Yes. Arrogance is a characteristic that badly suits managers. Management is teamwork, involving the know-how of several people working together. People must be able to conduct themselves as equals within such a system. A hospital is indeed a complex system and one must be prepared to make and admitting mistakes. The manager must look ahead in his complex activities, generally on grounds of limited information. This was indeed very apparent during the Covid epidemic where people stumbled about in darkness and frequently had to make fateful decisions very promptly. Humility is a necessity in such circumstances, one must admit how one does not know everything yet at the same time having to make decisions on grounds of incomplete information. Then there are circumstances where a backwards step must be taken. The manager cannot allow himself to be obsessed by the need to be perfect, as this makes him hesitant in an unclear and constantly changing environment.

What characterizes a bad leader?

Decision fear and fear of taking a stand. A leader who is not prepared to enter into decisions and take measures is equally as bad as the physician who is not prepared to diagnose and launch treatment of his patient.

To what extent has your expertise in psychiatry helped you as CEO?

Having this background has served me well, in fact I am of the opinion that the hospital CEO should have a health education background. The operation of a hospital is highly complex and various matters materialize where expertise is necessary in matters of disagreement, and also the leader must lead and to do that you need a well grounded vision. The psychiatrist is trained in difficult dialogues and knows how to treat people respectfully. The psychiatrist generally knows the dynamics of group therapy which in turn is helpful at meetings. Having a working knowledge of transference and countertransference is good for understanding the interaction between the staff. Everyone has a role one should be able to define. Withdrawing from the position I held has come easy to me. Conflicts have not affected me much, as I do not define attacks against me personally; instead it is against the office I hold. Every psychiatrist is experienced in separating himself from his professional work.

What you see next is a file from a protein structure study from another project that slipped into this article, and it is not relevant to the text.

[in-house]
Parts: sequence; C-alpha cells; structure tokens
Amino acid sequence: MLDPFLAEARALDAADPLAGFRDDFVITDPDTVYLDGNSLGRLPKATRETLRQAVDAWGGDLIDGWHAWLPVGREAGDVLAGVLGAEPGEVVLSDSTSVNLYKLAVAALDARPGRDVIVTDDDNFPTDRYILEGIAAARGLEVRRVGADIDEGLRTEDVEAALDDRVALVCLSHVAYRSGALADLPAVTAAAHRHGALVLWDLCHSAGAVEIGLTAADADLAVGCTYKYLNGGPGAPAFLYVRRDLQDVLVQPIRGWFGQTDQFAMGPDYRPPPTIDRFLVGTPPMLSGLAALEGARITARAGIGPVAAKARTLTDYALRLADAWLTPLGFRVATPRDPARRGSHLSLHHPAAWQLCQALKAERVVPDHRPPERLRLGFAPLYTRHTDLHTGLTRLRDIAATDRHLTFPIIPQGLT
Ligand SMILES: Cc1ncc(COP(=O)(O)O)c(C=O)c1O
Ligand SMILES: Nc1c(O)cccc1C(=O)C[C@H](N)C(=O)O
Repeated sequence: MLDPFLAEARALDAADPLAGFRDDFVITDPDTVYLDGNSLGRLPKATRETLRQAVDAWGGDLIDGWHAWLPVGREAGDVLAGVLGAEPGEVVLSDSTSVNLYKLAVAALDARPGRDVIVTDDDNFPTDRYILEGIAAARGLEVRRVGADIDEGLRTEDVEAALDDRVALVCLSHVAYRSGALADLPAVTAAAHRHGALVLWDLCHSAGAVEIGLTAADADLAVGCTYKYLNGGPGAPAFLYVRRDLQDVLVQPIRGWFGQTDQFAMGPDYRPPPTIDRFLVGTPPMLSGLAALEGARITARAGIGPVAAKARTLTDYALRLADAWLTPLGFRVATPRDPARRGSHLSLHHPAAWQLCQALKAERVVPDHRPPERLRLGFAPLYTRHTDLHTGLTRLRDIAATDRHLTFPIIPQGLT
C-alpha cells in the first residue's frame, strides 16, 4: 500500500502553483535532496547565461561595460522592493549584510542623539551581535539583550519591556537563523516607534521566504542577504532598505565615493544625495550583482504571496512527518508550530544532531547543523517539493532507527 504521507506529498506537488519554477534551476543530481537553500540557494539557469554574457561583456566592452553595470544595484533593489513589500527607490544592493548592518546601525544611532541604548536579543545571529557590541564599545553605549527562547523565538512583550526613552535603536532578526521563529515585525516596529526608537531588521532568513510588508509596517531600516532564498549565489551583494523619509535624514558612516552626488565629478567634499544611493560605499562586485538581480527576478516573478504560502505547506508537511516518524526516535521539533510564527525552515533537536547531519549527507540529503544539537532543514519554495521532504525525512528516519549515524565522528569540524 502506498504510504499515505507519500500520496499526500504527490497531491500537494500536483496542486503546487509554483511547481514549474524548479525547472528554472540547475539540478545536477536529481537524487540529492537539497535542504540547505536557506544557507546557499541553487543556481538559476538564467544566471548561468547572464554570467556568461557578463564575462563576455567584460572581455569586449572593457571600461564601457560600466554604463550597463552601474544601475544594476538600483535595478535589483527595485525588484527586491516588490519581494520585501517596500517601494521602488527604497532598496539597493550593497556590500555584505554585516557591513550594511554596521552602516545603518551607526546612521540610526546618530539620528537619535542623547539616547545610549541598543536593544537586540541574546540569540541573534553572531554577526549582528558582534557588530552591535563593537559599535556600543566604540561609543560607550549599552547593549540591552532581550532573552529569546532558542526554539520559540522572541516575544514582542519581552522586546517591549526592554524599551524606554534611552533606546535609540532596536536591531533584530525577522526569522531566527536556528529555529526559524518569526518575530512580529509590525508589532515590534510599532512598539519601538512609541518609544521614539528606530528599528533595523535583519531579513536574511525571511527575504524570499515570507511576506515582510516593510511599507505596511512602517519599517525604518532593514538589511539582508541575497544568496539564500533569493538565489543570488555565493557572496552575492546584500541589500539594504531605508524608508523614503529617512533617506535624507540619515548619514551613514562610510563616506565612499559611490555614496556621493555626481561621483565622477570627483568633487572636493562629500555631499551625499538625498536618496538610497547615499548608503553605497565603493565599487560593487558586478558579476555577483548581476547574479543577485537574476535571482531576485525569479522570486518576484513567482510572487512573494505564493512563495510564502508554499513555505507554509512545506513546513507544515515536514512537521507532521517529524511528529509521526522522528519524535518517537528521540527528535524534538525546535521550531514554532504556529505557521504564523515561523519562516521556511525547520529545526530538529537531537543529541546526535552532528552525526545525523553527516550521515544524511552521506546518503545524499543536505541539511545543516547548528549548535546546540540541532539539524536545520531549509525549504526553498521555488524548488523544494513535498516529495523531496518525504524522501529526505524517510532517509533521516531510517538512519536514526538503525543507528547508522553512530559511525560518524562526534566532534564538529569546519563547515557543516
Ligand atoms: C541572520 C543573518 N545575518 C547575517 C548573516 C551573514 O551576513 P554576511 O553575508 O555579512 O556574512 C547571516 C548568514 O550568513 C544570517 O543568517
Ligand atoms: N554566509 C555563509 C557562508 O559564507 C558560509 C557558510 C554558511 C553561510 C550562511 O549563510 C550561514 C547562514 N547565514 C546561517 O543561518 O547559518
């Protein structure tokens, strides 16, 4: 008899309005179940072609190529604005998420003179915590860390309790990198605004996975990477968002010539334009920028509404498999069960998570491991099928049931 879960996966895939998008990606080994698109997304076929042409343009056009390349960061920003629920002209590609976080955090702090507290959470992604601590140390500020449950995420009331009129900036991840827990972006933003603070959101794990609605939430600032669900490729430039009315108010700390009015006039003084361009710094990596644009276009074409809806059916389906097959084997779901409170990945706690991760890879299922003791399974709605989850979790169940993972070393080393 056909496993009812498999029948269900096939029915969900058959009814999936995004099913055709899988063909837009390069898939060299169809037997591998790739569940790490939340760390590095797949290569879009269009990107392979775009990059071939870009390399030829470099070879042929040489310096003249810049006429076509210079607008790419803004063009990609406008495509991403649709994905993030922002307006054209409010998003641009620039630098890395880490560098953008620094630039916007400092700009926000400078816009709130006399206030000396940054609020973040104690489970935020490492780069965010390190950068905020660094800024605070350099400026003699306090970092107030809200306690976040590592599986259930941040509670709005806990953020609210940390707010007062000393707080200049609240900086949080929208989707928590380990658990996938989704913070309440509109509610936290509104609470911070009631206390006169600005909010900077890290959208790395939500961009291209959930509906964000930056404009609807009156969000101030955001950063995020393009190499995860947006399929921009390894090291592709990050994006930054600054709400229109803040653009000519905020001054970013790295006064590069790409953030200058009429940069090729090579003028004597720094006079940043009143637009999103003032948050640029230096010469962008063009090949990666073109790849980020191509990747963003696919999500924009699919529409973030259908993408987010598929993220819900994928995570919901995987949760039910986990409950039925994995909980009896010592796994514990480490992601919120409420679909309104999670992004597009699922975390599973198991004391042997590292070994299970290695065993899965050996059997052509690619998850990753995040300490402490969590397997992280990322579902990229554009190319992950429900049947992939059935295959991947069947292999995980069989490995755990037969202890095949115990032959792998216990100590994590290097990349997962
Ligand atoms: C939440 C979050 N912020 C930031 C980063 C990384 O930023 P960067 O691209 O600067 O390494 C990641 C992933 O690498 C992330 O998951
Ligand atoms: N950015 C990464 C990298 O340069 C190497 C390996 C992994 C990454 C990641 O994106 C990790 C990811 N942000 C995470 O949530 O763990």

What about general judgment of character?

Understanding the human and his emotions constitutes a part of the knowledge and development of the psychiatrist. Then knowing concepts like happiness and reconciliation, burnout and resilience helps the psychiatrist in his work.

Have you had management training?

Yes, however, I find the education and experience in psychiatry to be more significant. Management theory is not a very complex field and although more than one hundred thousand management books have been written, the most practical theories are easy to understand -yet hard to implement.

You are retiring from the directorship. How does this feel?

I proudly look back. This is a workplace of 6000 people and assessing the results is difficult, but nevertheless, I feel as having achieved much.

Do you feel unfairly criticized?

Not me, however, the hospital has been very unfairly criticized as people do not take into account the complex overall picture running a hospital represents; instead people tend to focus on a small part of the activities and then pass judgment on such grounds.

Why quitting?

Best to quit while someone still misses you! □